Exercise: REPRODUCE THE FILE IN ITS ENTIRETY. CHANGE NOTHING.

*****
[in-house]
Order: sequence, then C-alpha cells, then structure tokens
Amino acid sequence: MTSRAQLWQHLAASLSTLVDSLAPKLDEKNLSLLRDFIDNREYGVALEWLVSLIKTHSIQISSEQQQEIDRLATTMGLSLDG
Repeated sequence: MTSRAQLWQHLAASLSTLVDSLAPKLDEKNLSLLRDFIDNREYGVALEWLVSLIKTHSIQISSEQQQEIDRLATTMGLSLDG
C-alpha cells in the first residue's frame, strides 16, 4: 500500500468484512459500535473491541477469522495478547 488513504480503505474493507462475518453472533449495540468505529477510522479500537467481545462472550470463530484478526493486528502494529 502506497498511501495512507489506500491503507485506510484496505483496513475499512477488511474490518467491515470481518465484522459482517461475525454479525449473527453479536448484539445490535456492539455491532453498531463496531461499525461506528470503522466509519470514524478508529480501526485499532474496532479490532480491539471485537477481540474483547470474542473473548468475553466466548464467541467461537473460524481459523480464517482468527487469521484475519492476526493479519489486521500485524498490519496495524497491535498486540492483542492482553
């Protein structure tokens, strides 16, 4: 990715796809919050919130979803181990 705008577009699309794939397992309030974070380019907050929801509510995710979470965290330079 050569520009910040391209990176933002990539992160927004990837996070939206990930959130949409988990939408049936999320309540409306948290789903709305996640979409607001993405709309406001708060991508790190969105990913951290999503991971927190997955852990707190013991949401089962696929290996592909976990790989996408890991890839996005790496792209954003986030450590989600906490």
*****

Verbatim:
[in-house]
Order: sequence, then C-alpha cells, then structure tokens
Amino acid sequence: MTSRAQLWQHLAASLSTLVDSLAPKLDEKNLSLLRDFIDNREYGVALEWLVSLIKTHSIQISSEQQQEIDRLATTMGLSLDG
Repeated sequence: MTSRAQLWQHLAASLSTLVDSLAPKLDEKNLSLLRDFIDNREYGVALEWLVSLIKTHSIQISSEQQQEIDRLATTMGLSLDG
C-alpha cells in the first residue's frame, strides 16, 4: 500500500468484512459500535473491541477469522495478547 488513504480503505474493507462475518453472533449495540468505529477510522479500537467481545462472550470463530484478526493486528502494529 502506497498511501495512507489506500491503507485506510484496505483496513475499512477488511474490518467491515470481518465484522459482517461475525454479525449473527453479536448484539445490535456492539455491532453498531463496531461499525461506528470503522466509519470514524478508529480501526485499532474496532479490532480491539471485537477481540474483547470474542473473548468475553466466548464467541467461537473460524481459523480464517482468527487469521484475519492476526493479519489486521500485524498490519496495524497491535498486540492483542492482553
């Protein structure tokens, strides 16, 4: 990715796809919050919130979803181990 705008577009699309794939397992309030974070380019907050929801509510995710979470965290330079 050569520009910040391209990176933002990539992160927004990837996070939206990930959130949409988990939408049936999320309540409306948290789903709305996640979409607001993405709309406001708060991508790190969105990913951290999503991971927190997955852990707190013991949401089962696929290996592909976990790989996408890991890839996005790496792209954003986030450590989600906490």